Theistic Moral Epistemologies
December 13, 2011 — 21:53

Author: Andrew Moon  Category: Concept of God Divine Command Existence of God  Tags: ,   Comments: 12

Dustin Locke asks the following questions:

I was wondering if anyone could help me with another scholarship question. I’m looking for texts that concern theistic accounts of moral epistemology. Of course there are all the texts on divine command theory. But these discuss divine command theory primarily as an account of what moral facts are, rather than accounts of how we know about them–in other words, they’re accounts of the metaphysics of morality, not the epistemology. The obvious theistic contenders for the latter would be things like scripture, personal revelation, God-given innate moral beliefs, etc. Does anyone know of a good text that explores the possibilities here and perhaps argues for one over the others (or at least argues that one is no good)?

Any help?

  • Brian Sullivan

    I just finished reading through Is Goodness without God Good Enough? edited by Robert Garcia and Nathan King. The book is a series of responses to a debate between William Lane Craig and Paul Kurtz. Craig argues divine commands constitute not only the metaphysics of moral value but also are epistemological foundations of morality. Unfortunately, Craig does not expand much on the idea of moral epistemology even though Walter Sinnott-Armstrong’s response raises a few epistemological objections to Craig’s thesis.

    December 13, 2011 — 23:28
  • There are a few chapters on this topic in “Christian Theism and Moral Philosophy,” eds. Michael Beaty and Mark Nelson, Mercer Univ. Press, 1998. I especially liked the chapter by Caroline Simon on ethical intuitionism.

    December 14, 2011 — 7:24
  • Eluros Aabye

    Could Kierkegaard be understood to be offering a theistic moral epistemology? I believe, in Concluding Unscientific Postscript, “he” (or, Johannes Climacus) offers that he is concerned with the “how, not the what”. It seems like a fair assessment of his project.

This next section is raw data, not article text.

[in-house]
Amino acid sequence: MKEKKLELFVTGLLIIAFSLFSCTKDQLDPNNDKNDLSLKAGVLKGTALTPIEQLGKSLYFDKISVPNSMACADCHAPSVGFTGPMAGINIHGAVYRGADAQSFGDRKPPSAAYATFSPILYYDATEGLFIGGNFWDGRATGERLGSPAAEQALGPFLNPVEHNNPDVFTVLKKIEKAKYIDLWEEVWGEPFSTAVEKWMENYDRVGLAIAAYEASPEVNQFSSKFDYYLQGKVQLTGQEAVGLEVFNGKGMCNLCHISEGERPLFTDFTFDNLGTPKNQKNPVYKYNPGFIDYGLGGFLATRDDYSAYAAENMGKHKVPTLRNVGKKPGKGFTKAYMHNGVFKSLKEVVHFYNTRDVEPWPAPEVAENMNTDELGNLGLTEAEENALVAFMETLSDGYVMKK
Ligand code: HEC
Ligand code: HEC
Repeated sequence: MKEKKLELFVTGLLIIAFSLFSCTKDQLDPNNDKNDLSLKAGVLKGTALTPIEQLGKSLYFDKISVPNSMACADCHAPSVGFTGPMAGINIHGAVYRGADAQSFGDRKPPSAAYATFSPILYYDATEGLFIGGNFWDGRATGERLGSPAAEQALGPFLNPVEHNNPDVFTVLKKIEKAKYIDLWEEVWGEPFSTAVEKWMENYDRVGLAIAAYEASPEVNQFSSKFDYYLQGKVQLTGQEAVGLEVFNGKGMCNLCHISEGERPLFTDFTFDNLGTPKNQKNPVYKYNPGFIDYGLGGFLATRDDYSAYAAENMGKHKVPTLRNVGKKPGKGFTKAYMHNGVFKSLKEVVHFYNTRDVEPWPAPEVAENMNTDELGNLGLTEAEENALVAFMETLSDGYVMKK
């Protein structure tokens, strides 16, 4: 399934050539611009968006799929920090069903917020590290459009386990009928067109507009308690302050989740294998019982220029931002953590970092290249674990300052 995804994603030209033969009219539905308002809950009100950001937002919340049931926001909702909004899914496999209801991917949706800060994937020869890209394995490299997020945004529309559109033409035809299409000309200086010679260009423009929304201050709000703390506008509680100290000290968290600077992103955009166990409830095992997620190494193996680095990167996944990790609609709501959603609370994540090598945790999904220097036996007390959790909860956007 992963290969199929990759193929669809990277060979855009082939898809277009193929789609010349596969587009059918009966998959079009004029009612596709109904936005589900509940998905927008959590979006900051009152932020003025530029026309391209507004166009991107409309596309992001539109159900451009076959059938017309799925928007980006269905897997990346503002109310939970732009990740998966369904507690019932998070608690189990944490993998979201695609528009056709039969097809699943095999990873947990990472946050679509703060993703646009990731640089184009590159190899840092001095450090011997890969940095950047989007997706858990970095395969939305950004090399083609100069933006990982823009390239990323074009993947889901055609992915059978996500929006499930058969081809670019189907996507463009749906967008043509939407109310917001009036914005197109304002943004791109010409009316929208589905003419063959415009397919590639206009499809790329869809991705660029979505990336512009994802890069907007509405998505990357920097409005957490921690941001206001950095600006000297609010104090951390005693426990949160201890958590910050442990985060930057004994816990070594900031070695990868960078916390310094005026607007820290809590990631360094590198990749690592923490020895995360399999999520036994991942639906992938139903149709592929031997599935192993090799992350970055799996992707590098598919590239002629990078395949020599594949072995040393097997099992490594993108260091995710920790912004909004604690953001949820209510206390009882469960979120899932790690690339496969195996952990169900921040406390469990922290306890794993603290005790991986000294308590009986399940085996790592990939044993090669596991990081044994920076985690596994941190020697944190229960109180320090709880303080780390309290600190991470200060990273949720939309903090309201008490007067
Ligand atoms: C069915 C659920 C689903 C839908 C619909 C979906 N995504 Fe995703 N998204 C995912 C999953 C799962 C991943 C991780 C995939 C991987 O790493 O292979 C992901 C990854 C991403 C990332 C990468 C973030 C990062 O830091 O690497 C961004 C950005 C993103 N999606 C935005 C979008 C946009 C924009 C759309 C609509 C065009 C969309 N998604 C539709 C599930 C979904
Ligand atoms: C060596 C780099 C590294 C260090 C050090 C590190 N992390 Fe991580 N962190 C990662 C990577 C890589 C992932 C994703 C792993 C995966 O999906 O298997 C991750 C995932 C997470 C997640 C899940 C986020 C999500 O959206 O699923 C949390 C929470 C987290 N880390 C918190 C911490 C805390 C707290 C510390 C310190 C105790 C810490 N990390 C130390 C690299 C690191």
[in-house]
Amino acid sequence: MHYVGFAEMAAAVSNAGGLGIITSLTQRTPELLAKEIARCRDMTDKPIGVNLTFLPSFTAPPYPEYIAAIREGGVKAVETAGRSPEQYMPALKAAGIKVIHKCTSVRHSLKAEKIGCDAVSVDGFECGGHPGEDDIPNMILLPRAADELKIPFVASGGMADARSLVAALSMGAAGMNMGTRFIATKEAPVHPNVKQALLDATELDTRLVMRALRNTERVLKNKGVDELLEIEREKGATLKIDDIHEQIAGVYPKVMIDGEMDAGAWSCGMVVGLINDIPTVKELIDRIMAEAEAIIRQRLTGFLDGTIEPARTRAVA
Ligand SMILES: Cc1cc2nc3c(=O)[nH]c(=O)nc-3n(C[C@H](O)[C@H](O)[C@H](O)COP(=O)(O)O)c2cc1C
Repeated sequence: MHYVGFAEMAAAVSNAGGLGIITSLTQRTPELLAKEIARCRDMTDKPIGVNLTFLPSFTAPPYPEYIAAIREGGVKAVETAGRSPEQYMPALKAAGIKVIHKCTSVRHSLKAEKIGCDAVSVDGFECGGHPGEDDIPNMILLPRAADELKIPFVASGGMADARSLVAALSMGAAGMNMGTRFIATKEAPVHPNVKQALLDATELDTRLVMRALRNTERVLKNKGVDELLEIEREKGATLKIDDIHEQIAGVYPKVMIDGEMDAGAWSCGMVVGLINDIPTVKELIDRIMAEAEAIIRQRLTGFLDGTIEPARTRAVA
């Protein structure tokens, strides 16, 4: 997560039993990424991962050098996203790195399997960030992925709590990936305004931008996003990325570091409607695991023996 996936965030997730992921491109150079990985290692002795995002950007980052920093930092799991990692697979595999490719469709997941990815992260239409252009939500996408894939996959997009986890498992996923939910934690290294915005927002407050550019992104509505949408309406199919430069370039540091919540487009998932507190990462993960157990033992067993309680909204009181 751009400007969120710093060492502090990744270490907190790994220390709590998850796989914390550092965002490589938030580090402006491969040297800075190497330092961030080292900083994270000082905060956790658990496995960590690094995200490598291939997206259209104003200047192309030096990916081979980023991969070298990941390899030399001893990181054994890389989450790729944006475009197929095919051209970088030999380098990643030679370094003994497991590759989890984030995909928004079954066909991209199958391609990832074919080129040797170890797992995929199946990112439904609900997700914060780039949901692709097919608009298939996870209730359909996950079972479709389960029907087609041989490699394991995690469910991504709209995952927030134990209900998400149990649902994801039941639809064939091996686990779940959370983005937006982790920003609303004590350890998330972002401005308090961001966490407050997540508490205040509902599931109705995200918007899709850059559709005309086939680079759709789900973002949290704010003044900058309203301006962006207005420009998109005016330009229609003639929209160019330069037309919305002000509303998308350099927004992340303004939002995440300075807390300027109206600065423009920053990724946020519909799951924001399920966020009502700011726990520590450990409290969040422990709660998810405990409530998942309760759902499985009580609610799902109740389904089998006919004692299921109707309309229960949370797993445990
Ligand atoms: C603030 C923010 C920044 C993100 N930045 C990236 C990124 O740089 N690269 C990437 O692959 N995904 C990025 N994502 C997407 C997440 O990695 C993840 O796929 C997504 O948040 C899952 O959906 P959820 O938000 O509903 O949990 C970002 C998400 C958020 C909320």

December 14, 2011 — 7:34
  • Alex Hyun

    Some chapters from Christian Theism and Moral Philosophy (edited by Beaty, Fisher, and Nelson) might prove helpful. Caroline Simon’s chapter, “Christianity and Moral Knowledge,” explores several views available to the Christian theist about how we gain moral knowledge. These views include “epistemic supernaturalism” (the view that “moral beliefs must ultimately be supported by beliefs about God), “epistemic naturalism” (the view that moral beliefs must be supported by empirical beliefs about nature), and intuitionism.
    She suggests that there are two conditions of adequacy on a moral epistemology: (i) that it be compatible with the central truths of Christianity, and (ii) that it be philosophically tenable. Simon argues that intuitionism best satisfies these conditions.

    December 14, 2011 — 9:44
  • Matthew Mullins

    Nicholas Wolterstorff’s _Divine Discourse: Philosophical Reflections on the Claim that God Speaks_ is going to be a contender.

    December 14, 2011 — 12:22
  • Thanks, all! Yes, I’ve read both “Is Goodness without God Good Enough” and (the relevant chapters of) “Christian Theism and Moral Philosophy”. The article by Simon in the latter is especially relevant. I remember the former being concerned almost exclusively with the metaphysical/motivational question, but let me have another look for some epistemological stuff. I haven’t had a look at Matthew’s recommendation—“Divine Discourse”—but I will ASAP.
    Thanks all! Please keep those suggestions coming!

    December 14, 2011 — 18:18
  • Anonymous

    Robert Adams, _Finite and Infinite Goods_, chapter 15 (plus the last two paragraphs of section 3.1, p. 70).

    December 15, 2011 — 12:07
  • I have a chapter in the forthcoming Routledge Companion to Theism, entitled “Moral Inquiry”. Let me know if you’d like a copy of a draft of the chapter. The volume comes out next summer, I think:

    December 16, 2011 — 9:21
  • You might check out Augustine on illumination or Malebranche on ‘vision in God’.
    I can’t think of why God would need to give us any special sort of help in understanding morality. If you think he gives us innate moral knowledge, that’s comprehensible. But if he needs to do more than that to reveal morality to us, then we’re talking about moral facts that are inaccessible all other people who haven’t been thus informed. My worry is this: how then are they *moral* facts, if many people have not been made aware of these putative moral facts? Here I’m pushing the view that moral facts must be accessible to everyone if they’re going to be public standards by which people judge each other’s conduct. Bernard Gert associates this with natural law theories generally, especially gaining inspiration from Hobbes.

    December 18, 2011 — 12:51
  • Thanks again, everyone! Mike, a copy of your chapter draft would be excellent. My email is locke dot dt at gmail dot com. Thanks!

    December 20, 2011 — 10:57
  • Helen De Cruz

    Mike (if I may) I’d like a copy of your chapter as well.
    You can send it to helenldecruz [at] gmail [dot] com.

    December 27, 2011 — 2:06
  • The chapter on epistemology in Eberle’s “Religious Convictions in Liberal Politics” is good, also if you read Warranted Christian Belief carefully you’ll see Plantinga includes moral beliefs in his model.

    January 29, 2012 — 1:33